 Past action that has the result in the present. She has read that book.
 Action which started in the past and continued up I have lived in this town for 12 years.
to now.

Example
Signal words for present simple tense:
Yet, never, ever already so far, Till, up to now, since for , recently
Present Perfect - Form

The present perfect of any verb is composed of two elements : the appropriate form of the auxiliary verb
to have (present tense), plus the past participle of the main verb.

Example: to walk, present perfect


Affirmative Negative Interrogative
I have walked I haven't walked Have I walked?
You have walked You haven't walked Have you walked?
He, she, it has walked He, she, it hasn't walked Has he, she, it walked
We have walked We haven't walked Have we walked?
You have walked You haven't walked Have you walked?
They have walked They haven't walked Have they walked?

Present Perfect Progressive


USE Example

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 Used to say how long someone has been I have been studying English for 2 years.
doing something. I have been studying English since 1997.
 To show that something started in the past He has been sleeping for the last 3 hours
and has continued up until now.
 To talk about an action that started in the The grass is wet because it has been raining all
past and stopped recently. day long.
 To talk about an action that started in the I have been watching TV for 2 hours / since you
past and is continuing now. left

Present Perfect Continuous, Form


The present perfect continuous is made up of two elements: (a) the present perfect of the verb 'to be'
(have/has been), and (b) the present participle of the main verb (base + ing).

Affirmative Negative Interrogative


I have been living I haven't been living Have I been living?
You have been living You haven't been living Have you been living?
He, she, it has been living He hasn't been living Has she been living?
We have been living We haven't been living Have we been living?
You have been living You haven't been living Have you been living?
They have been living They haven't been living Have they been living?

GOING INTO HOSPITAL

Ato Dawit: I shall have to go into hospital some time to have an operation on my leg.
Tedy: Are you on the waiting list?
Ato Dawit: Yes, I've been waiting for three years.
Tedy: Three years! That's awful! You've been suffering all that time.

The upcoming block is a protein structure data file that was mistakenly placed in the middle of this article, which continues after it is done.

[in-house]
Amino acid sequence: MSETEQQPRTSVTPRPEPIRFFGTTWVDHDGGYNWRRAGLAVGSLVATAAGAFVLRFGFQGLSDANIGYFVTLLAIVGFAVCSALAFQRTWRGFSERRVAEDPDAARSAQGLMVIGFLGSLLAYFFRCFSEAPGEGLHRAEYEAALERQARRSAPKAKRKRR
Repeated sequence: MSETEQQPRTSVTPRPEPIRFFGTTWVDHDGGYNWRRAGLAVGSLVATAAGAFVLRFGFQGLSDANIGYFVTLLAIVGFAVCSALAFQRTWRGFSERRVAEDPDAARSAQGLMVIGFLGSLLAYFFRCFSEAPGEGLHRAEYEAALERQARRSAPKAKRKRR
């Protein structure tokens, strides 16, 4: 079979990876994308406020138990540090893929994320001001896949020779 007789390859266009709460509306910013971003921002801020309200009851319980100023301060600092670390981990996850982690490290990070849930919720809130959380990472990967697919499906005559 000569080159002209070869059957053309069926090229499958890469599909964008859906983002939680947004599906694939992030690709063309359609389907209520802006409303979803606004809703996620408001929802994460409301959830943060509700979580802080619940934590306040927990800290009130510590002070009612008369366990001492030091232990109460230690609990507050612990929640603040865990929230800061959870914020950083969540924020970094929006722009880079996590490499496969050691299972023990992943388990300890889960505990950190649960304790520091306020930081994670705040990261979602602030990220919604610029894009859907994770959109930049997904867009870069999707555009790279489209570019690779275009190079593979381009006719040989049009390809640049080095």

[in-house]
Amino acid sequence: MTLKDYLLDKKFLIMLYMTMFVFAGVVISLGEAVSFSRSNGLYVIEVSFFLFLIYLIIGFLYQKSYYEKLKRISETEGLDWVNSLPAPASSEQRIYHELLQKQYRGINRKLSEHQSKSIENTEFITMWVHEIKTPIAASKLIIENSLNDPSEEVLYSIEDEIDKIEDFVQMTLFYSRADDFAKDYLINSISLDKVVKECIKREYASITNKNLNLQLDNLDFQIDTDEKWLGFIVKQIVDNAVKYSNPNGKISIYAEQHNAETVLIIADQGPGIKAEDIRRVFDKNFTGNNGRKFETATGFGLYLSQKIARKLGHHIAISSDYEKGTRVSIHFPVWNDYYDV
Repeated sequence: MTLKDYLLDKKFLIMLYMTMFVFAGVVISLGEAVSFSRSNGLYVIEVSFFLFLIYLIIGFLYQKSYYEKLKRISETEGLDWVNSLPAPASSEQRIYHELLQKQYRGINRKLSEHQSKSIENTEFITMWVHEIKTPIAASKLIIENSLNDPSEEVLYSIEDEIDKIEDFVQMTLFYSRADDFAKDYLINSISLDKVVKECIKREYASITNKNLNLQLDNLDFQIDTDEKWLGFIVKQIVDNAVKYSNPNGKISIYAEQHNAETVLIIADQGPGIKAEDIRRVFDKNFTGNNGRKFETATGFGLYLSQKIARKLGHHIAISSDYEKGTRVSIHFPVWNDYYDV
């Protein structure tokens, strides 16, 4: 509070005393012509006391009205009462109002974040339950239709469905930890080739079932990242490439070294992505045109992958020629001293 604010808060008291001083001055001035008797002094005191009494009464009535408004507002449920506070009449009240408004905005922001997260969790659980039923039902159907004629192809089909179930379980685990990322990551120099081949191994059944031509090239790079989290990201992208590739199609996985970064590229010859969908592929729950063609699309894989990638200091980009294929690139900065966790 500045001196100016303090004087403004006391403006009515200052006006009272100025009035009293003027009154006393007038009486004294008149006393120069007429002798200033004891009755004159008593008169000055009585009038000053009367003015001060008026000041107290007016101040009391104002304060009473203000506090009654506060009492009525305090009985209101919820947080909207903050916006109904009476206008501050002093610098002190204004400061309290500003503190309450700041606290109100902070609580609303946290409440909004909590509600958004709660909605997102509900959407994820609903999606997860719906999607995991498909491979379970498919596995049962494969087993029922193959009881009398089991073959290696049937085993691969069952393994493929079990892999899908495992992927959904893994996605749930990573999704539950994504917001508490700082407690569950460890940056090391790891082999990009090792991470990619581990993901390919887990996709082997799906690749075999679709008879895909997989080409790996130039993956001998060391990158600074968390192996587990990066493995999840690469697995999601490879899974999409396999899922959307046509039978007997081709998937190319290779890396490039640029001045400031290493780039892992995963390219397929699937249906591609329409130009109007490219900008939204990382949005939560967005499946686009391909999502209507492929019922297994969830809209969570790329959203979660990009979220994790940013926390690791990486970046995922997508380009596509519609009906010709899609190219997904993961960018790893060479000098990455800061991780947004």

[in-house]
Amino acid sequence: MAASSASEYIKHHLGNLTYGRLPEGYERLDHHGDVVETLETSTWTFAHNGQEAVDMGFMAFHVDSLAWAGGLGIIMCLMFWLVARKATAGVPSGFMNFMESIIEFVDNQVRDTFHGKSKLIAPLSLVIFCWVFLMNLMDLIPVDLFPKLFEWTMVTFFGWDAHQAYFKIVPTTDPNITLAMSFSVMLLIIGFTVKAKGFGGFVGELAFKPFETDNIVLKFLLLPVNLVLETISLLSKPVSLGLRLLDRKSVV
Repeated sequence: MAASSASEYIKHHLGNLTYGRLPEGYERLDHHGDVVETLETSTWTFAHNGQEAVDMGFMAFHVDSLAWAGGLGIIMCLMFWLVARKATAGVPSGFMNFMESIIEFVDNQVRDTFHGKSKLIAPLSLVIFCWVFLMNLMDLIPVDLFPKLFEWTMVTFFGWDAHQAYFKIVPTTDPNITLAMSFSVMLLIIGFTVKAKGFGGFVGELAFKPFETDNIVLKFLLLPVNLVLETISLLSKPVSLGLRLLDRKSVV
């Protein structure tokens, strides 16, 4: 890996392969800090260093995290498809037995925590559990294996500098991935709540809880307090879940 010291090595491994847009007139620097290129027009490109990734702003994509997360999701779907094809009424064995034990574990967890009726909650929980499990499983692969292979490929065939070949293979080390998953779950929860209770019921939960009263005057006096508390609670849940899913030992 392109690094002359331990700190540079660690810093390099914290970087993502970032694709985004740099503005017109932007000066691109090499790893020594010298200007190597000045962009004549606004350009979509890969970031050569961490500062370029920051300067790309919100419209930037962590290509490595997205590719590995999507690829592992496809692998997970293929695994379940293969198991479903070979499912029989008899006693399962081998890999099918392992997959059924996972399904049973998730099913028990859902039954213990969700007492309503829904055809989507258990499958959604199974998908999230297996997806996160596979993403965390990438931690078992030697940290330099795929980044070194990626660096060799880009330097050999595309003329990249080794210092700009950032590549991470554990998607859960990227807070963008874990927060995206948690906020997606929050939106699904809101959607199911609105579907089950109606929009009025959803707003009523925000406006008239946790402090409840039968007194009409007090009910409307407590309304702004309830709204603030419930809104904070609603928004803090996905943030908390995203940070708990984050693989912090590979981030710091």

Ato Dawit: Well, I have to use the wheelchair, that's all.
Tedy: They've been cutting expenditure, trying to save money. It's not right.
Ato Dawit: My son David has written to them three times. He's been trying to get me in
quicker. I don't know if it'll do any good.

PAST SIMPLE
USE Example
 Used to show a completed action in the past I studied English last Saturday.
 To talk about an action that started in the past and She left yesterday.
stopped recently.
 An action taking place in the middle of another action. She woke up, had a shower and left.

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Example
If I had a million dollar, I would help the poor.
She was playing when the accident occurred.

Signal words for present simple tense: last ... ago, in 1990, yesterday
Simple Past, Form

Regular verbs: base+ed


e.g. walked, showed, watched, played, smiled, stopped

Simple past, be, have, do:


Subject Verb
Be Have Do
I was had did
You were had did
He, she, it was had did
We, you, they were had did

Affirmative
a. I was in Japan last year
b. She had a headache yesterday.
c. We did our homework last night.
Negative and interrogative
Note: For the negative and interrogative simple past form of "do" as an ordinary verb, use the
auxiliary "do", e.g. We didn't do our homework last night. The negative of "have" in the simple past
is usually formed using the auxiliary "do", but sometimes by simply adding not or the contraction
"n't".

The interrogative form of "have" in the simple past normally uses the auxiliary "do".
 They weren't in Rio last summer.
 We hadn't any money.
 We didn't have time to visit the Eiffel Tower.
 We didn't do our exercises this morning.
 Were they in Iceland last January?
 Did you have a bicycle when you were a boy?
 Did you do much climbing in Switzerland?
Example: to walk, simple past.

Affirmative Negative Interrogative


I walked I didn't walk Did I walk?
You walked You didn't walk Did you walk?
He, she, it walked He didn't walk Did he walk?
We walked We didn't walk Did we walk?
You walked You didn't walk Did you walk?
They walked They didn't walk Did they walk?

Note: For the negative and interrogative form of all verbs in the simple past, always use the
auxiliary 'did''. Examples: Simple past, irregular verbs
to go to come

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A. He went to a club last night. G. My parents came to visit me last July.